First off, I’ve been finding interesting articles all week, and collecting them, so without further adieu, a few links:
- Edyth Miller’s “Pattern Darning Tutorial” – while pattern darning is often assumed to be more modern (i.e. 18th/19th century) it can be dated back to ther 12th century. Here Edyth Miller provides a clear tutorial for the technique.
- An article on the origins of most popular tablet weaving patterns. – This article is posted on deviantart, but includes lovely examples and good references.
- Alfrun Ketta’s ” Viking Textiles – A deeper look at plaids, stripes and checks “ – Alfrun Ketta addresses the question of whether Vikings (and viking reenactors) can wear plaids. The answer is yes … ish. She includes a few examples of plaids that would or would not be appropriate and explains her reasons why.
Secondly, I’ve been (unsuccessfully) trying to design knotwork in the Snartemo 4 colour technique, but in the process ended up digging out a lot of my old 3/1 broken twill notes. So here a very brief explanation of how I weave 3/1 broken twill.
In 3/1 broken twill, patterns will have a light and a dark colour. Each of the pattern tablets is threaded with two light and two dark colours, just as one does for doubleface. But then, using Collingwood’s 2 pack method, the cards are divided into two groups: the odd numbered cards form one group, and the even numbered cards form the other. Each group turns as a whole; colour changes are created by flipping a card around its vertical axis – which reverse the threading – rather than by changing turning direction.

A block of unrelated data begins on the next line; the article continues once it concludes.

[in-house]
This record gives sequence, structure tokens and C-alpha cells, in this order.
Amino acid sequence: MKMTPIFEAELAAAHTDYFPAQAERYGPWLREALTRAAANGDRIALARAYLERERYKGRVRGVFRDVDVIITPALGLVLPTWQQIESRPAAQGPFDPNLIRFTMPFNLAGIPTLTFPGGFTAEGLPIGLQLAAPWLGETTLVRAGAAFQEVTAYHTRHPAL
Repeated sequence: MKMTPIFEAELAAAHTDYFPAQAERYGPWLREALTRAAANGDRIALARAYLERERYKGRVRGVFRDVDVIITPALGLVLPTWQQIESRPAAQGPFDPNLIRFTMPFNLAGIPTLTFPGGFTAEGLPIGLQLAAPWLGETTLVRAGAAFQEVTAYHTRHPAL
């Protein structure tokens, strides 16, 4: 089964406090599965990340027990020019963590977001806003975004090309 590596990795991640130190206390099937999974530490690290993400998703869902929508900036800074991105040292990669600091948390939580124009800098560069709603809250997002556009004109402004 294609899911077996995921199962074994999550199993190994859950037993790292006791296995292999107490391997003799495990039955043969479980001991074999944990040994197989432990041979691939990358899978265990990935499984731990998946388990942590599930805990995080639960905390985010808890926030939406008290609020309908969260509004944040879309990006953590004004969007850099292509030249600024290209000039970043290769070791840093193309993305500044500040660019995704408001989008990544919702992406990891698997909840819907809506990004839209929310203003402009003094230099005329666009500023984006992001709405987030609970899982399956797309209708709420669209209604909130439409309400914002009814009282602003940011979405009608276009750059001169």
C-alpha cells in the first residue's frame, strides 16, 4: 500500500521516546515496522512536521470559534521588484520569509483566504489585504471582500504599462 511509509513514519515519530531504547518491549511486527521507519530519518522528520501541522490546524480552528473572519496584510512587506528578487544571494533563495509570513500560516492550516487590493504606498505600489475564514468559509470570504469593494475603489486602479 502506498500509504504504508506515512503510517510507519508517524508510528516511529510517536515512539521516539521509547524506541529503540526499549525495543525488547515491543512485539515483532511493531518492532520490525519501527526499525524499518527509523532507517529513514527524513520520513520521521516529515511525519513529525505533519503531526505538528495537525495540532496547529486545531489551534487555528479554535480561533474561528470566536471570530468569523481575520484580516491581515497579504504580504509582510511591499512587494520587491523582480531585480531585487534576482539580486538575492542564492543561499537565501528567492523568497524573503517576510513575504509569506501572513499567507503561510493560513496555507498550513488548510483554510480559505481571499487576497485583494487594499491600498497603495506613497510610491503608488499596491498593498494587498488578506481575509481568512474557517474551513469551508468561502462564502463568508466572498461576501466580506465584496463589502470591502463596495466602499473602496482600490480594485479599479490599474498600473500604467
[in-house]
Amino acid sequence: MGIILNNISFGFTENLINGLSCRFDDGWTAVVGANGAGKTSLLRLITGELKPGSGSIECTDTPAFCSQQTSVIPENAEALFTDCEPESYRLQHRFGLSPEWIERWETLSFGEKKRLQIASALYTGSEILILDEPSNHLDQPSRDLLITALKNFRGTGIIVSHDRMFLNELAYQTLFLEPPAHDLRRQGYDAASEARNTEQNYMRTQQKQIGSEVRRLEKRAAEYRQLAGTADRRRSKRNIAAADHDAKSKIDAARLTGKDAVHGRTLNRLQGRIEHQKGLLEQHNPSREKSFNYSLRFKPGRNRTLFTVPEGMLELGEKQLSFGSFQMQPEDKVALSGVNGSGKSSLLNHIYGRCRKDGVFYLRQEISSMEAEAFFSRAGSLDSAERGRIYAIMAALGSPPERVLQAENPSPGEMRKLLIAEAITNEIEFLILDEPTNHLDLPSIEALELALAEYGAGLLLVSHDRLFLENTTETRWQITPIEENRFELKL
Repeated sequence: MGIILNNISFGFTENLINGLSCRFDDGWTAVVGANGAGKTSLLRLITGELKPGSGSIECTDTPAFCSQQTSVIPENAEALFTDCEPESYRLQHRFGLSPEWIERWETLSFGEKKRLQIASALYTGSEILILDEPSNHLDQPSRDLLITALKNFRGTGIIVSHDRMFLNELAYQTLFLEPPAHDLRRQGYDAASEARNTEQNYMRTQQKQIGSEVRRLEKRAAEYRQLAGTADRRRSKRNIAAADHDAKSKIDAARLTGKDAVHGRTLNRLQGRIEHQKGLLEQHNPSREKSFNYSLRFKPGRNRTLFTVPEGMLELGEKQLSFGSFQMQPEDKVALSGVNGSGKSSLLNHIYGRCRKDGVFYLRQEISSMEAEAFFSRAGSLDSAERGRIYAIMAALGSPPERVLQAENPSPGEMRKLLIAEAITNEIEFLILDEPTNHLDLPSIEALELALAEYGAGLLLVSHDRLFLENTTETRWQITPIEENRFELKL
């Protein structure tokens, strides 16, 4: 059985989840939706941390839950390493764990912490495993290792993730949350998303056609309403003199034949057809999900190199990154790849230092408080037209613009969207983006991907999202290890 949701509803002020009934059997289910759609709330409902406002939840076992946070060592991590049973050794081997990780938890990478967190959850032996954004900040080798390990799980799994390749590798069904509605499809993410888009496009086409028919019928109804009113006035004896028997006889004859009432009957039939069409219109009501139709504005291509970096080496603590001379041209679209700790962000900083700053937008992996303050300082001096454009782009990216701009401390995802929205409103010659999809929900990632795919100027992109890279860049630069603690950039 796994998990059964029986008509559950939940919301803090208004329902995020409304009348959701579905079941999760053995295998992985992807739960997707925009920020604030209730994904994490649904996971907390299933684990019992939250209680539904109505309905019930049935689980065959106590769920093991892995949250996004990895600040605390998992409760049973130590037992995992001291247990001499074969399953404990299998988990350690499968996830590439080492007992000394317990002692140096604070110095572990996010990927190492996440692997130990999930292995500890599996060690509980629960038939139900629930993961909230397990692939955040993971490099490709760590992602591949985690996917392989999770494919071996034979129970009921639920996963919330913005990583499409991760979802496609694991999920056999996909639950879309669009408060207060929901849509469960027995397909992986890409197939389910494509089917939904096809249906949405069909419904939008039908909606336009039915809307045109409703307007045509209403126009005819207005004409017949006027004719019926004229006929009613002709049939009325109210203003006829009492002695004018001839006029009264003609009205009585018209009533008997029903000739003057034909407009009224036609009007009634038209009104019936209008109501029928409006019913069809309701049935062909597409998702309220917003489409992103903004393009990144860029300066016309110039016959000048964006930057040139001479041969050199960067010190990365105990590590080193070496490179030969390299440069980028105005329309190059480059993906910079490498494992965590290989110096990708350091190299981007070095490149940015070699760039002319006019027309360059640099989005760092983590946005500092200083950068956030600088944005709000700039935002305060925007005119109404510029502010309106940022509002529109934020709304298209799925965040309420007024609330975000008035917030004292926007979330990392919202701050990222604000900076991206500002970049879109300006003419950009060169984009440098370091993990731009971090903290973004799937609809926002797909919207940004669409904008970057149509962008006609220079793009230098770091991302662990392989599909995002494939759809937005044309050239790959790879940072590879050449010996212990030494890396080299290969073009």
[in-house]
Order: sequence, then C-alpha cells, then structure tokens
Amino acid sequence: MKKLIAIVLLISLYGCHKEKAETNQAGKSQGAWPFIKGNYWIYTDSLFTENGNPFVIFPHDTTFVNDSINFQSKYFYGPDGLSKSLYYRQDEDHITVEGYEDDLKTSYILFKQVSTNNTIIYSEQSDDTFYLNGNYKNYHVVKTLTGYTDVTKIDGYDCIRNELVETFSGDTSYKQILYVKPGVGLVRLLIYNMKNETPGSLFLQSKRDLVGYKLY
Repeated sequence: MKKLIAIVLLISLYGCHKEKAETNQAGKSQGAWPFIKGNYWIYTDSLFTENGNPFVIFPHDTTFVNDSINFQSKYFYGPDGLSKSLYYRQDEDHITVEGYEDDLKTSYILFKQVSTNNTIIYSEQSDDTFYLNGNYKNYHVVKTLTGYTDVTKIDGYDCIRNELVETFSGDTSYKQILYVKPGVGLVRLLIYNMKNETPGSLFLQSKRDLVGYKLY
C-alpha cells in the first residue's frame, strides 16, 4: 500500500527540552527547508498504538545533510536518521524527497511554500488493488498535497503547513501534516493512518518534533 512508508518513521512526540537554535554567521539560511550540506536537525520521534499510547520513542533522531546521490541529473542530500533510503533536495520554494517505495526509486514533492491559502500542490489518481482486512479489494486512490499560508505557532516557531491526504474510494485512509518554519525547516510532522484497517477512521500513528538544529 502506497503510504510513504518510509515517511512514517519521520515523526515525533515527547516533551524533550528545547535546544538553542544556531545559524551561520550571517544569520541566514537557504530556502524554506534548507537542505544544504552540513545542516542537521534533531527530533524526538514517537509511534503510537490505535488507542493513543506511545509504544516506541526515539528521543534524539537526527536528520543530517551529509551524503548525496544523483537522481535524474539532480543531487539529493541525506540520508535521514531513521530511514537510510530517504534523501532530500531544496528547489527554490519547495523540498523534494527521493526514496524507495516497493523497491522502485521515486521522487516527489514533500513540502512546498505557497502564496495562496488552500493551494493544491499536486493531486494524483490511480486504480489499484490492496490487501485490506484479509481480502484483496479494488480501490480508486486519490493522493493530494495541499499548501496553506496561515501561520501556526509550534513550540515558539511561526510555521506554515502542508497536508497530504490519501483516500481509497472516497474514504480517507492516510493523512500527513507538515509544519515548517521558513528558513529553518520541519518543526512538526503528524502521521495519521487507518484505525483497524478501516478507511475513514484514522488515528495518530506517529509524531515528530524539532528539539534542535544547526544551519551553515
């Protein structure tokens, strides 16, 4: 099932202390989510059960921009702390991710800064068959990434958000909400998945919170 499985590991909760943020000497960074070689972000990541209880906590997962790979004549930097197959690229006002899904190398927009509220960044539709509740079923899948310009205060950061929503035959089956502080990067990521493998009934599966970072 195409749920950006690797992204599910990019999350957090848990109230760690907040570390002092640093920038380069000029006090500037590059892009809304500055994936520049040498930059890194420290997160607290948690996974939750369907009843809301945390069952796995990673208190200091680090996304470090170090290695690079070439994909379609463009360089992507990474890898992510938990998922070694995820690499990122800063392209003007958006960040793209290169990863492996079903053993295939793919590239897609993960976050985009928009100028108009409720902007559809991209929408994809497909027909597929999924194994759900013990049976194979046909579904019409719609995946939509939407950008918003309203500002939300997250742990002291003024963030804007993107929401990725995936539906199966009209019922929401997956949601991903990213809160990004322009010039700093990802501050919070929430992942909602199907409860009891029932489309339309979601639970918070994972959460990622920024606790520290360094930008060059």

Setting up the two groups:
- In each group flip the cards as needed so that they alternate S and Z threading.
- In the odd group, turn the cards so that the background colour goes through the two holes closes to the weaver. This is the “vertical” position, because the two holes threaded with the background colour are one above the other (aka vertical if the warp is held horizontal).
- In the even group, turn the cards so that the background colour goes through the two top holes. This is the “horizontal” position, because the two holes threaded with the background colour are beside each other (aka horizontal if the warp is held horizontal)
The cards are turned in a few turn repeat. Each of the two groups moves 2F/2B, but there is an offset because of the differing starting positions. Repeating this turning should yield a solid-coloured band with a structural diagonal.
|Turn||Odd Group||Even Group|
I draw my patterns on a rectangular grid with a brick like pattern; Tree with Birds Pattern is a pattern that uses 32 cards, but because of the symmetry the setup is modified slightly so that the second set of 16 cards completely mirrors the setup of the first 16 cards
In the pattern, each column represents one card over all the many turns; each rectangle represents that card for two turns. Note how the odd and even rectangles are offset, because of the offset turning directions. In the right side of the pattern you can see the changes needed for the colour changes; if the next rectangle switches from white to grey or vice versa, flip the card.
But that would give you some ugly edges, so sometimes we also need to flip the card when the colour is horizontal rather than vertical. Those flips are represented in the left half of the pattern by the blue < in a rectangle.